Migraine-Drug Deal Hype Turns Into a Giant Headache

Biohaven Pharmaceutical Holding Co. Has unexpectedly transformed from one of all biotech’s darlings into a cautionary story of overheated M&A hype. Shares of the developer of migraine treatments surged in April after Bloomberg News stated that the corporation is thinking about a sale; the inventory then took some other leg up in advance this month while Biohaven canceled plans to attend a Goldman Sachs healthcare convention, fueling the hypothesis a takeover was approaching. All those gains evaporated this week when the agency announced it became selling greater stocks, something that wouldn’t happen if a deal was in sight. As of midday Tuesday, the inventory turned down 35 percent from its highs:


Biohaven’s ongoing unmarried status shouldn’t have come as so much of a surprise. The corporation has arguably in no way been as compelling an M&A goal as a few traders and analysts seem to assume and face giant risks if it has to move it by itself. Deal hype isn’t a self-pleasing prophecy in biotech; in reality, it could once in a while backfire and result in the complete opposite. In the case of Biohaven, the organization’s lead drug in improvement is a migraine tablet that uses the same method as a group of three recently approved injectable medicines that may assist in preventing debilitating headaches. Biohaven’s drug is a fast-appearing opportunity. However, it should compete for a market subset with cheaper everyday options and an immediate rival from Allergan PLC.

The drug’s difficult path forward is one of the reasons Biohaven became probably open to a buyout; this launch can be even tougher and slower without the monetary resources and business expertise of a bigger organization. But that identical dynamic is likewise potentially what’s keeping capability suitors away. Biohaven isn’t the kind of corporation that pharma has been buying.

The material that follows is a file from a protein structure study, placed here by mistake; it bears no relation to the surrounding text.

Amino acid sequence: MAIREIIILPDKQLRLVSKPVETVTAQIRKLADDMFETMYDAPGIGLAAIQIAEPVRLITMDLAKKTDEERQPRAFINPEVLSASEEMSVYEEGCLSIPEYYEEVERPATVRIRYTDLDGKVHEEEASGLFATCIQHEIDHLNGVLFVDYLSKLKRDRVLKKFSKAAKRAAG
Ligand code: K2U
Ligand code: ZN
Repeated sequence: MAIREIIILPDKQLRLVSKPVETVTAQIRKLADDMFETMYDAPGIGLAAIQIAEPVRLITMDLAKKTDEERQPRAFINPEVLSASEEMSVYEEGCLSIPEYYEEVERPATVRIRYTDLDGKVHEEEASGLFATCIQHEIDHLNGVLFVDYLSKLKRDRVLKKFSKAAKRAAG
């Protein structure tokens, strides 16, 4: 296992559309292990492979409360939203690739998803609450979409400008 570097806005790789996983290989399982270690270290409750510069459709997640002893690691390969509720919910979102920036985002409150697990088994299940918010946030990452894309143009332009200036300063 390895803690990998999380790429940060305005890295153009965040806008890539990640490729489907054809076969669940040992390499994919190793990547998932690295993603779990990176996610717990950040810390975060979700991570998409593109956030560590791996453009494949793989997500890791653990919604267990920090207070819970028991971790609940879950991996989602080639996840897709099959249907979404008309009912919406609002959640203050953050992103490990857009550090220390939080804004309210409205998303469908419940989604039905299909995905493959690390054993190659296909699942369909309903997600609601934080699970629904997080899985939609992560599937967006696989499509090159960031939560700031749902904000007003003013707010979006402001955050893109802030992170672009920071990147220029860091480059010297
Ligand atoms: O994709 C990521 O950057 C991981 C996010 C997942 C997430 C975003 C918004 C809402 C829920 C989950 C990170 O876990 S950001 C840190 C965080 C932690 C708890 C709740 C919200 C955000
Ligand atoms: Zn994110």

The candy spot of M&A inside the industry has targeted cancer pills and uncommon-ailment treatments that command very high expenses, partly by sidestepping the pricing and compensation issues that dog larger and extra aggressive markets, including the only for migraine treatments. Most recent biopharma acquisitions above $1.5 billion had been for businesses running in these regions or for capsules that already generate sales. It’s feasible that a drugmaker may want to determine to do something distinctive, but it’d need a compelling purpose, and the hype-driven ascent of BioHaven’s valuation doesn’t help.

This situation was one in which takeover excitement got nicely ahead of truth, which isn’t unusual in biotech. However, context matters, and any investment thesis that relies upon massive pharma expensively bucking an M&A trend to get itself into a likely charge war deserves a little greater skepticism.

To reach out to this tale’s writer, please get in touch with Max Nisen at mnisen@bloomberg.Internet. To find out who the editor responsible for this story is, contact Beth Williams at bewilliams@bloomberg.Internet. This column no longer always mirrors the opinion of the editorial board or Bloomberg LP and its owners. Max Nisen is a Bloomberg Opinion columnist covering biotech, pharma, and health care. He formerly wrote about management and company approaches for Quartz and Business Insider.

Dorothy R. Ferry

Coffee trailblazer. Unapologetic student. Freelance communicator. Travel nerd. Music fan. Spoke at an international conference about donating magma for farmers. Had some great experience promoting saliva on the black market. Spent 2002-2009 lecturing about basketballs in Pensacola, FL. In 2009 I was writing about Magic 8-Balls in Miami, FL. Earned praised for my work importing crayon art in Hanford, CA. At the moment I'm managing sausage in West Palm Beach, FL.

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